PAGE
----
BT did not let go of its broadband infrastructure arm Openreach willingly.
Separation was forced by communications regulator Ofcom in 2017 amid competition concerns – but ultimately resulted in Openreach being set up as an independent and legally separate company, albeit one wholly owned by BT.
BT owns the infrastructure that connects a sweeping majority of UK homes and businesses to national broadband networks. Regulators had warned as a result it can make strategic decisions that directly favour its own retail business.
(BT currently serves some 600 different communications providers.)
Yet over a year after agreeing to all the terms of the separation, a review by Ofcom warns that despite “positive progress”, BT – which generated revenues of £23.7 billion in the 2017-2018 financial year – is keeping a large finger in the Openreach pie.
BT Still Involved in Openreach Strategic Planning?
Ofcom said: “We are concerned that BT and Openreach have not yet struck the appropriate balance between BT’s interests as parent company, and the separate, more independent Openreach that exists as part of the wider group.”
The regulator added: “We have concerns about BT’s involvement in the development of Openreach’s strategic plans. During interviews, several individuals suggested that BT was significantly involved in this year’s planning process.”
“We are also concerned that BT’s newly established Investment Board reviewed Openreach’s investment proposals to be included in its strategic plans before the final draft plans were presented to the Openreach Board for approval.”
BT told Computer Business Review: “BT welcomes Ofcom’s confirmation that we have made good progress towards implementing the status of Openreach determined by the Digital Communications Review. We are absolutely committed to the strategic independence of Openreach, enabling it to continue delivering the connectivity and service that homes and businesses across Britain require.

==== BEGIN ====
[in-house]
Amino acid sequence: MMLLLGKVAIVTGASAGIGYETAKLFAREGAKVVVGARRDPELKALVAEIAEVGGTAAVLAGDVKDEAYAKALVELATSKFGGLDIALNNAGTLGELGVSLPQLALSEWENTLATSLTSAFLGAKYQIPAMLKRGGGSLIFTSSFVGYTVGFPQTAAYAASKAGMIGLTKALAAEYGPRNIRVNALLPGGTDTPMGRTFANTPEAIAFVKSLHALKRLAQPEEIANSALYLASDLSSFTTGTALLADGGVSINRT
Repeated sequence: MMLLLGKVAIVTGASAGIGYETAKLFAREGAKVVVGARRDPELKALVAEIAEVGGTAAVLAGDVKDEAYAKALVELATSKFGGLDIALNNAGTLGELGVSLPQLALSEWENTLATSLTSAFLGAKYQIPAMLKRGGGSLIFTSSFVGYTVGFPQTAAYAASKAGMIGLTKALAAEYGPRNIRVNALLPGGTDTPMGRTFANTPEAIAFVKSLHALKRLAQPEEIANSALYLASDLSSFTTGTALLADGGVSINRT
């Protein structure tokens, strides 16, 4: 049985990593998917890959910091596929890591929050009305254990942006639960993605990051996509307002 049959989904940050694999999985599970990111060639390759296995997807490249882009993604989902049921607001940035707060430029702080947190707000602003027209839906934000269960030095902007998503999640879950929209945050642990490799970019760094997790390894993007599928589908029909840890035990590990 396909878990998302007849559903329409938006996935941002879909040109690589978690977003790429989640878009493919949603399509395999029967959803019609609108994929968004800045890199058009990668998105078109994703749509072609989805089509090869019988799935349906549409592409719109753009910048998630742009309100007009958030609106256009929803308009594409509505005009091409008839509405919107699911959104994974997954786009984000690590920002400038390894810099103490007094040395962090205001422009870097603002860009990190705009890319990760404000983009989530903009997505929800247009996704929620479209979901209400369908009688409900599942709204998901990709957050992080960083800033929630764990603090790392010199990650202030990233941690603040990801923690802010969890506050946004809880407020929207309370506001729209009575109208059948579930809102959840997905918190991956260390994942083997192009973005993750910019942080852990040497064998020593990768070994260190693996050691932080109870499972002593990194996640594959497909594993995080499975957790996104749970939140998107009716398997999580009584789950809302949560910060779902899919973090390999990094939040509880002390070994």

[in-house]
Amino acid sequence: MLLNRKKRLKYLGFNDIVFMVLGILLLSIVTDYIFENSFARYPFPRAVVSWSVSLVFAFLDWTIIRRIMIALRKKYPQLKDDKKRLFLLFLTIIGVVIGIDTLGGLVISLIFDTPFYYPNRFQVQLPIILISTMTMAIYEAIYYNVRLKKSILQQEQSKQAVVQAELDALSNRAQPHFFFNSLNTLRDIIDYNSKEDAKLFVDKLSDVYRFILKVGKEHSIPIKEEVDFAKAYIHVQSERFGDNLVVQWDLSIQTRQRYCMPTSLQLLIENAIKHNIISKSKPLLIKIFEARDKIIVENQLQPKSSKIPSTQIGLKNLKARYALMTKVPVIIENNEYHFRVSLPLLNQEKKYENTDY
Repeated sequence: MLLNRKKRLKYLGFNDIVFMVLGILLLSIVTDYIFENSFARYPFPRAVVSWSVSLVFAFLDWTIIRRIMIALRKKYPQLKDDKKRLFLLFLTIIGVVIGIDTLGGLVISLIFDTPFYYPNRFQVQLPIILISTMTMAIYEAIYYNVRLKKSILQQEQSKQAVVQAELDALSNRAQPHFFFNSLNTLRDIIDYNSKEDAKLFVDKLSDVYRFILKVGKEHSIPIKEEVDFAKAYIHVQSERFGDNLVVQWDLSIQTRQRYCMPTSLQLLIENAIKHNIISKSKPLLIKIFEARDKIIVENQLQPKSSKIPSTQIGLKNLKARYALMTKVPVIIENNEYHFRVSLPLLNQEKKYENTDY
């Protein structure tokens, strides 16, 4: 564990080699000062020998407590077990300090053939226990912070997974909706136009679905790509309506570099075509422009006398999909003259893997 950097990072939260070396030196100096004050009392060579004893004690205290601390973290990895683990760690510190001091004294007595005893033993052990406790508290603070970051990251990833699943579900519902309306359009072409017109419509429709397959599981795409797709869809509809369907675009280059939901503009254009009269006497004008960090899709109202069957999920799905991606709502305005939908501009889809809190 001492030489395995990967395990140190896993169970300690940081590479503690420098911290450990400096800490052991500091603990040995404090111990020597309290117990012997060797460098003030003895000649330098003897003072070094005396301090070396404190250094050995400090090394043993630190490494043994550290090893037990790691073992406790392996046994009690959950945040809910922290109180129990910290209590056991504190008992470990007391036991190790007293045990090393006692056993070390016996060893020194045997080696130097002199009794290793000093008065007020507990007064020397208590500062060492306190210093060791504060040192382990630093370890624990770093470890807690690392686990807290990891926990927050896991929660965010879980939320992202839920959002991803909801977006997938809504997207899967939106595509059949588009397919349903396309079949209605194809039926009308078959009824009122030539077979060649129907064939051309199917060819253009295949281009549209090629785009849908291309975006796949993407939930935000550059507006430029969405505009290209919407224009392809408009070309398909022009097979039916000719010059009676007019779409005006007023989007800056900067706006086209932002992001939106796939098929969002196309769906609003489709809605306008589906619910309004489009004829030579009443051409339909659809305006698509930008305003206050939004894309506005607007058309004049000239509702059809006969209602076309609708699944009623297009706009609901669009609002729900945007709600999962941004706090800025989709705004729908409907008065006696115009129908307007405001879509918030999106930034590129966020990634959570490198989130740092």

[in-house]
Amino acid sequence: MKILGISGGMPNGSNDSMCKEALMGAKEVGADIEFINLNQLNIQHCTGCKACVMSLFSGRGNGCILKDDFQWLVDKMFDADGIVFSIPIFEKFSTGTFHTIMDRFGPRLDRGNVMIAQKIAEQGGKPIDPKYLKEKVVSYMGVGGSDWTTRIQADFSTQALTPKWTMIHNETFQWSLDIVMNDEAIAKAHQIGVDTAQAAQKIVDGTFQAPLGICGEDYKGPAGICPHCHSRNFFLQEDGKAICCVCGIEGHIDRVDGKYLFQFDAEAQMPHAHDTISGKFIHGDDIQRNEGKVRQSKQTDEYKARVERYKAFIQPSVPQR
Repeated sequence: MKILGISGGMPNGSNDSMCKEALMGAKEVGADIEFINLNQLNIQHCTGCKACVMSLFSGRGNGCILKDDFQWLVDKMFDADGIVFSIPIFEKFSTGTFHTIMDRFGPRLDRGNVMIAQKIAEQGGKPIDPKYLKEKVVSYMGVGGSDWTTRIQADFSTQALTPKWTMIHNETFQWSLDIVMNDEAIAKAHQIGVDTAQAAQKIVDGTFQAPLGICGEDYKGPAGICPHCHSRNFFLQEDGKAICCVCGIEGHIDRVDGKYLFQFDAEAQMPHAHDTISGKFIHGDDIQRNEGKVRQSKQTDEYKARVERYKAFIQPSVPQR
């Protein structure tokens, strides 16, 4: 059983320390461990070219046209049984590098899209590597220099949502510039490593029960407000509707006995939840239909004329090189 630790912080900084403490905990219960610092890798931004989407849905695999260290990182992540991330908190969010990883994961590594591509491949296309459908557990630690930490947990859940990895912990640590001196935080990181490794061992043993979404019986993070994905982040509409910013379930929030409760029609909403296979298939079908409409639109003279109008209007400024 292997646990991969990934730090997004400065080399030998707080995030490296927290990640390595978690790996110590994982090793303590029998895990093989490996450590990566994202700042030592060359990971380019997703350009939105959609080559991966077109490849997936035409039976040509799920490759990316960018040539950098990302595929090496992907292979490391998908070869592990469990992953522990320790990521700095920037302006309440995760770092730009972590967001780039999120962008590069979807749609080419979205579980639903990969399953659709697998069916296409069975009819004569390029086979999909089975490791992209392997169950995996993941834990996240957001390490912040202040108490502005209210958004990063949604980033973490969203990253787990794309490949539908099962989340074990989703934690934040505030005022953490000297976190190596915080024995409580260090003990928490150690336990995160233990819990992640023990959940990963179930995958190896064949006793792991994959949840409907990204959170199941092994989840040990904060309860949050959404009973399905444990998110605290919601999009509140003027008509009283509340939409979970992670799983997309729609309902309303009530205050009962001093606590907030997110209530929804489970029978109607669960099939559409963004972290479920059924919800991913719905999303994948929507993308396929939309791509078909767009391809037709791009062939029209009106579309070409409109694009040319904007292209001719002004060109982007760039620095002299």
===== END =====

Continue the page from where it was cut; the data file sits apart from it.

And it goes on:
A company spokesman, referring to the specific concerns, added: “We have discussed this with Ofcom and been fully transparent about the role of BT’s Investment Board and its terms of reference. We will continue to work with Ofcom to ensure that our financial planning processes strike the right balance, giving Openreach the greater strategic independence to which we have committed, and ensuring Ofcom has appropriate oversight of the way that the financial planning processes work.”
Last year the telecoms giant was fined a massive £42 million by Ofcom for breaching contracts that require it to pay other telecoms providers compensation if it failed to deliver “Ethernet” services on time.
Ofcom said it “has taken enforcement action because BT breached rules that address the company’s ‘significant market power’.”
The company faces regulatory pressure to lay more fibre, faster, yet in the face of less than stellar financial performance has frozen dividends and moved to slash £180 million in outgoings last year. The company says it is creating a “more lean, agile and flexible organisation”.